New Method Leads To Safer, Cheaper Battery Production
Lee Rannals for redOrbit.com — Your Universe Online
For all of you who were worried, you can rest-assured as researchers from Aalto University in Finland have made the production of batteries both cheaper and safer.
The team developed a method for producing lithium batteries that is cheaper and more environmentally friendly than previous methods.
The new method succeeded in replacing the harmful methylpyrrolidone (NMP) solvent, which is used in the manufacturing of electrodes. Removing this solvent from the production process makes the production of batteries simpler and safer for employees. Production costs of batteries can be decreased by as much as five percent as well.
Some of the savings comes from the reduced cost of transporting and recycling harmful chemicals, and a lower risk of exposure to employees.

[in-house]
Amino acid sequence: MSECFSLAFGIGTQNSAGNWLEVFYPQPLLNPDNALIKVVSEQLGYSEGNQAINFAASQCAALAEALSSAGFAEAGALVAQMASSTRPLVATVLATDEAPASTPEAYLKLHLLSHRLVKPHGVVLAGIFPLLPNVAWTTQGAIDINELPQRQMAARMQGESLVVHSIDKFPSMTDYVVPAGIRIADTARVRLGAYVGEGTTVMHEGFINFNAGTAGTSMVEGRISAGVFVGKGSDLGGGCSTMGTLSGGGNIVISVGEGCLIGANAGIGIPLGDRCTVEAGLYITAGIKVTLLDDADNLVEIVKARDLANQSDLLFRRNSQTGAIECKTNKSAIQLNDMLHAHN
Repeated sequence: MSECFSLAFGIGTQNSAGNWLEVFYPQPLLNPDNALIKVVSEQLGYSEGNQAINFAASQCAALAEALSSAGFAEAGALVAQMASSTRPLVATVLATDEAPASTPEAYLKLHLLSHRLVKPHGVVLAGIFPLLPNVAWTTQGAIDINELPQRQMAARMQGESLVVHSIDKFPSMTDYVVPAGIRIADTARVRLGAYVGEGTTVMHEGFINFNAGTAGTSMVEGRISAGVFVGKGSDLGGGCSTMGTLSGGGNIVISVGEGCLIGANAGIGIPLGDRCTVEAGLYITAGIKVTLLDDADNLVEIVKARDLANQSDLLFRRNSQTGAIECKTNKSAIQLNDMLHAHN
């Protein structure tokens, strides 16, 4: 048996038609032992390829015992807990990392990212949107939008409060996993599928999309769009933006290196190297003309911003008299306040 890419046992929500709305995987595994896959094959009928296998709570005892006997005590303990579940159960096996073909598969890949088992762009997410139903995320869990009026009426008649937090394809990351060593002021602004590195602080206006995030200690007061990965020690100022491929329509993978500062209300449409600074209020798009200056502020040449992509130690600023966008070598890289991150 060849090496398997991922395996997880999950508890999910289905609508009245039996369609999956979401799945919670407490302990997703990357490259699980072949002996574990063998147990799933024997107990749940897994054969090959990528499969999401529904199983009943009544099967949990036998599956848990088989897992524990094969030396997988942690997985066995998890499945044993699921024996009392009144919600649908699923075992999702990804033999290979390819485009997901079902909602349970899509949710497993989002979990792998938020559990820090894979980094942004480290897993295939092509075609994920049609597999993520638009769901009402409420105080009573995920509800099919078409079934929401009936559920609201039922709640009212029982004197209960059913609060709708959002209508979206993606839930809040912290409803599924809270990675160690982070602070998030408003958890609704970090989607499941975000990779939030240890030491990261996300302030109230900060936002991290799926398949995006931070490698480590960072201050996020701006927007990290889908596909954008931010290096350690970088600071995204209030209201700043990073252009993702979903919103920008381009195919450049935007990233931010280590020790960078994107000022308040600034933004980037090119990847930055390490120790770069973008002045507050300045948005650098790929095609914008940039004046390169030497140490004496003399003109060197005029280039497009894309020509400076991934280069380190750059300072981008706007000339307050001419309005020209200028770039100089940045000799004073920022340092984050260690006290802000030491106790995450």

Improving production methods is important because of the expanding use of batteries across the globe.
Tanja Kallio, adjunct professor at Aalto University, said the increase in electric car use will strongly increase the global demand and production of batteries.
A prerequisite for giving up the harmful solvent used in batteries was changing the binding agent to one that is water-soluble.
The new binding agent, acrylic S020, wasn’t found easily because it had to be water-soluble and also chemically, electrochemically and mechanically ideal for this purpose.
Researchers from the university achieved many significant results in battery research recently, including a find earlier this year to improve the durability of Lithium-ion batteries by covering the electrodes of lithium iron phosphate batteries with thin protective layers.
The researchers reported their latest findings about the safe, and cheaper batteries in the Journal of Power Sources.